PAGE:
As the cost-of-living and housing crises hit hard, Labor was re-elected in Victoria, despite a 5.8% negative swing which went both to the right and left. The socialist vote was encouraging, reports Jacob Andrewartha.
The federal election result shows that through grassroots community activism and outreach, socialist and progressive ideas can win popular support. Alex Salmon and Sue Bolton report.
There has been a surge of support for socialist candidates in the Victorian local council elections, with four socialists elected to three councils, reports Jacob Andrewartha.
Socialist Alliance has decided to withdraw from the Victorian Socialists because it has not lived up to its promise to build a more united left.
The right-wing dominated Coalition's win in the May 18 federal election is a major setback for the climate action movement, the union movement and the interests of working people in Australia. We must now urgently take steps to unite and step up the fight to defend the movements for progressive change in this country, writes Jim McIlroy.
This federal election is taking place at a time when the need for radical social and economic change is palpable: the escalating climate crisis and rampant and growing inequality are two major symptoms of the bankruptcy of capitalism.
The Victorian Socialists released the following statement on stopping Adani on May 1.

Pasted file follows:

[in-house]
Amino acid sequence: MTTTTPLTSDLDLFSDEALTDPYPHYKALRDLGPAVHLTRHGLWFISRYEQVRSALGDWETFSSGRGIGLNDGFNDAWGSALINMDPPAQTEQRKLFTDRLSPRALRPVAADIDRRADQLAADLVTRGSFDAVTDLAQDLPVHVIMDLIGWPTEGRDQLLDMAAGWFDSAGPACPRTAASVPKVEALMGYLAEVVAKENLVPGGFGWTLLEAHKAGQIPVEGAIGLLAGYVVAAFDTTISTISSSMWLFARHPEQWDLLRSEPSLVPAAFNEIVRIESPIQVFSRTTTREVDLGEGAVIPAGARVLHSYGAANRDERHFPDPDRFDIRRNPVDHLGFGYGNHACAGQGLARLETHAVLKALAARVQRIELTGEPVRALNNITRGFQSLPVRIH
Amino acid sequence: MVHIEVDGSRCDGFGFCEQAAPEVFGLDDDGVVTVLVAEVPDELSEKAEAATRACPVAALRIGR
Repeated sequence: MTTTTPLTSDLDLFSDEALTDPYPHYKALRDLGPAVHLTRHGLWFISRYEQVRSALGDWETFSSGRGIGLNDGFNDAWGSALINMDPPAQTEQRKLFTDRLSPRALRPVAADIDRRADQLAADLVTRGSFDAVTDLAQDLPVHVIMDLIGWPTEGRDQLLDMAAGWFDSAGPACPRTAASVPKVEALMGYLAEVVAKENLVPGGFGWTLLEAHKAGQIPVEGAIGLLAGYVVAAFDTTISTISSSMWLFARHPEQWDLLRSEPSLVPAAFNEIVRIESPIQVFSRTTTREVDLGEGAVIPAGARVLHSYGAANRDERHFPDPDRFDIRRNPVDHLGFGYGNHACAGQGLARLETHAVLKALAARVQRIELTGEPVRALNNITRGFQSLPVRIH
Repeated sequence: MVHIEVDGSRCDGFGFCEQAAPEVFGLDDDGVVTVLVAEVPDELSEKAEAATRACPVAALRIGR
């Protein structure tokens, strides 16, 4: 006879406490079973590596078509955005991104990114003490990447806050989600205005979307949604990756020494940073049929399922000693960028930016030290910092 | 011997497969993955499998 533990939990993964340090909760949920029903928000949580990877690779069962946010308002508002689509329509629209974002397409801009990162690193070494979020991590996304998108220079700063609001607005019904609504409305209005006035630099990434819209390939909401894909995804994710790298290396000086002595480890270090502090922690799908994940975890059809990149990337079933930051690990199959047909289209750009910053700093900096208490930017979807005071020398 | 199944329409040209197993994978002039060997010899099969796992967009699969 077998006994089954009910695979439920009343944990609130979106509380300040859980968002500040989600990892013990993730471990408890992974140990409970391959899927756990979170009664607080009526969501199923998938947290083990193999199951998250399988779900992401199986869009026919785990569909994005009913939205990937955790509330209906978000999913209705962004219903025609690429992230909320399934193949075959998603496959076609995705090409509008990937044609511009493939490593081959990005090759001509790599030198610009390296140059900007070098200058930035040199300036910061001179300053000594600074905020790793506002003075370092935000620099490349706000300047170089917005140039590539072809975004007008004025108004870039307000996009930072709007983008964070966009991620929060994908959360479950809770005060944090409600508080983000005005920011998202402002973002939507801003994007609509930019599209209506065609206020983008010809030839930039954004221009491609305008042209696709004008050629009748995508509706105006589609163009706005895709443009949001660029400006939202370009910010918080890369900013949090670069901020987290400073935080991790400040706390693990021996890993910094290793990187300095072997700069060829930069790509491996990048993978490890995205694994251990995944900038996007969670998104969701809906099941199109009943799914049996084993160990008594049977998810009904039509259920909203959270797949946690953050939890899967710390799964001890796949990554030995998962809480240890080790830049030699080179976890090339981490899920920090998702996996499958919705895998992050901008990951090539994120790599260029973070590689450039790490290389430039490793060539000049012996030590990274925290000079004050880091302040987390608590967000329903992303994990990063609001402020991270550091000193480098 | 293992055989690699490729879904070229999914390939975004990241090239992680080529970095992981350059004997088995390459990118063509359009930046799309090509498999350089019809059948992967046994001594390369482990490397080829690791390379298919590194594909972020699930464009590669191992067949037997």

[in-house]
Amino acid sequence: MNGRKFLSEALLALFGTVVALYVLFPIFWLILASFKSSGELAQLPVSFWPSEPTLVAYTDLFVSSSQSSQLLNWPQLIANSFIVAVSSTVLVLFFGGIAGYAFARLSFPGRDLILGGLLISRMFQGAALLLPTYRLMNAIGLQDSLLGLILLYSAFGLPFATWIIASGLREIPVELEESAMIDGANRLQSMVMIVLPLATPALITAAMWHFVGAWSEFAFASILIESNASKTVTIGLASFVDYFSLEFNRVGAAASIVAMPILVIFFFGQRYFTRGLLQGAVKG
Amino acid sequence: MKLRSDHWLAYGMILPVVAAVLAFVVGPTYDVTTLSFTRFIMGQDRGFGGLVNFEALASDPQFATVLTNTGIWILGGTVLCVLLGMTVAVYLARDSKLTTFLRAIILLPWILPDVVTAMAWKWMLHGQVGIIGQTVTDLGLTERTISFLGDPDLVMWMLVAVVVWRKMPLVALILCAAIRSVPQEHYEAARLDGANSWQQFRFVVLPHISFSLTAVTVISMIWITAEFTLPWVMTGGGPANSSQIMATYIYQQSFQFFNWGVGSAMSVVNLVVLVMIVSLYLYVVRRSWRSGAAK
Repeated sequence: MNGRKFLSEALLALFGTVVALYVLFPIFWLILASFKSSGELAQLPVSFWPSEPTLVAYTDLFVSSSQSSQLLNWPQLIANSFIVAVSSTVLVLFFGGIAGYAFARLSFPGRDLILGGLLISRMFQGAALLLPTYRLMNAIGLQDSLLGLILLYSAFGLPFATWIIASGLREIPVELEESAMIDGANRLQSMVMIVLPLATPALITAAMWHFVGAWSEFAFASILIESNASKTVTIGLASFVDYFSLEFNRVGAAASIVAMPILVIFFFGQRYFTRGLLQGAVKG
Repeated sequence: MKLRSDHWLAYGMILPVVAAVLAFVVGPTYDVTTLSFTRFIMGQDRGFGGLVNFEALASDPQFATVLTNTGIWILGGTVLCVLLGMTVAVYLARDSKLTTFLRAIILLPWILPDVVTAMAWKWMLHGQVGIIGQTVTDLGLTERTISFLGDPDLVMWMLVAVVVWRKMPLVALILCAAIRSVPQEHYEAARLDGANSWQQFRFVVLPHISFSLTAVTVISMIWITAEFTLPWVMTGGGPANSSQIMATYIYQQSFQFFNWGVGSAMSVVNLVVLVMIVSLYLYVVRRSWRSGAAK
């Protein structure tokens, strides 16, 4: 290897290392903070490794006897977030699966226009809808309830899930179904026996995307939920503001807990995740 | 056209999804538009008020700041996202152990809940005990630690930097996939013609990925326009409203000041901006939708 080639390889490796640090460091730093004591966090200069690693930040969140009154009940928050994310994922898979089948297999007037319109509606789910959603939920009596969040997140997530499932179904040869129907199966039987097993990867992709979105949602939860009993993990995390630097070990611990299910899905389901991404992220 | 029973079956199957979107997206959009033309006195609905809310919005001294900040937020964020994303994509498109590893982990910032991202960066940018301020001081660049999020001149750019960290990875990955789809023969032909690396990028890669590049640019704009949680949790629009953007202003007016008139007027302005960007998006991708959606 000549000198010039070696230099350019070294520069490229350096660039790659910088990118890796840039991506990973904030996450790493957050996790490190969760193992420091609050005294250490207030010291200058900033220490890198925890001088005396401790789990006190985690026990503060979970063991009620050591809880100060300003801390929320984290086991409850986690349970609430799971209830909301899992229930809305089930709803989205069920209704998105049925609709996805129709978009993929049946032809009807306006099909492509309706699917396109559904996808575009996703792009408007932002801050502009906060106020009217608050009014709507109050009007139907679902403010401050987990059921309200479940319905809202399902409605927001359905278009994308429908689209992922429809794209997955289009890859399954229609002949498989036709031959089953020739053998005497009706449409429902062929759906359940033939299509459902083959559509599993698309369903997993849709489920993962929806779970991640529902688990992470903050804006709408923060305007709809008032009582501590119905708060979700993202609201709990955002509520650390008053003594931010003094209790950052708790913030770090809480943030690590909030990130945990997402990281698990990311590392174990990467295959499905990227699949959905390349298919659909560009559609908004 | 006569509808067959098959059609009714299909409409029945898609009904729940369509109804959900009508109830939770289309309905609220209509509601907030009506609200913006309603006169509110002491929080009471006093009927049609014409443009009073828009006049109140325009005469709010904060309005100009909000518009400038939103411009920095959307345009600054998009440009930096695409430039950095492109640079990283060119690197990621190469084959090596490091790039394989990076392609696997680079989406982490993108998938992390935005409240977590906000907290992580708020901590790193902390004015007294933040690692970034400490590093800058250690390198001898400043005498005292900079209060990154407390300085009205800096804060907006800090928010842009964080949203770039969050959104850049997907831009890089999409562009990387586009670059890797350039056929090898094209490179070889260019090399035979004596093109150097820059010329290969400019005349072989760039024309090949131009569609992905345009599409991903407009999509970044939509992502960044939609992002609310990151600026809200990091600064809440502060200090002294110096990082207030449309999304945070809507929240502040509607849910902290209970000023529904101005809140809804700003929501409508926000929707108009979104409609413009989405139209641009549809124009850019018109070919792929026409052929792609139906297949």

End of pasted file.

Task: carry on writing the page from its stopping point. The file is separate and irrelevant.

Socialist candidates are campaigning in the May 18 federal elections to put forward solutions to the growing wealth divide and looming environmental crisis.
Following its successful state election campaign last year, Victorian Socialists is standing three candidates in the federal election: Sue Bolton in the seat of Wills, Kath Larkin in the seat of Cooper, and Jerome Small for the seat of Calwell. Green Left Weekly’s Alex Bainbridge spoke to Sue Bolton about the block the major parties pose to progressive politics and why it is important to support socialist candidates.
Following its successful November state election campaign, the Victorian Socialists held its inaugural conference on February 16, attended by more than 230 members.
For a party only launched in May, Victorian Socialists achieved some exceptional results in the November 24 state elections.
Twelve months ago socialists from several different groups and backgrounds came together to see if they could get the first socialist elected to an Australian parliament in more 70 years.
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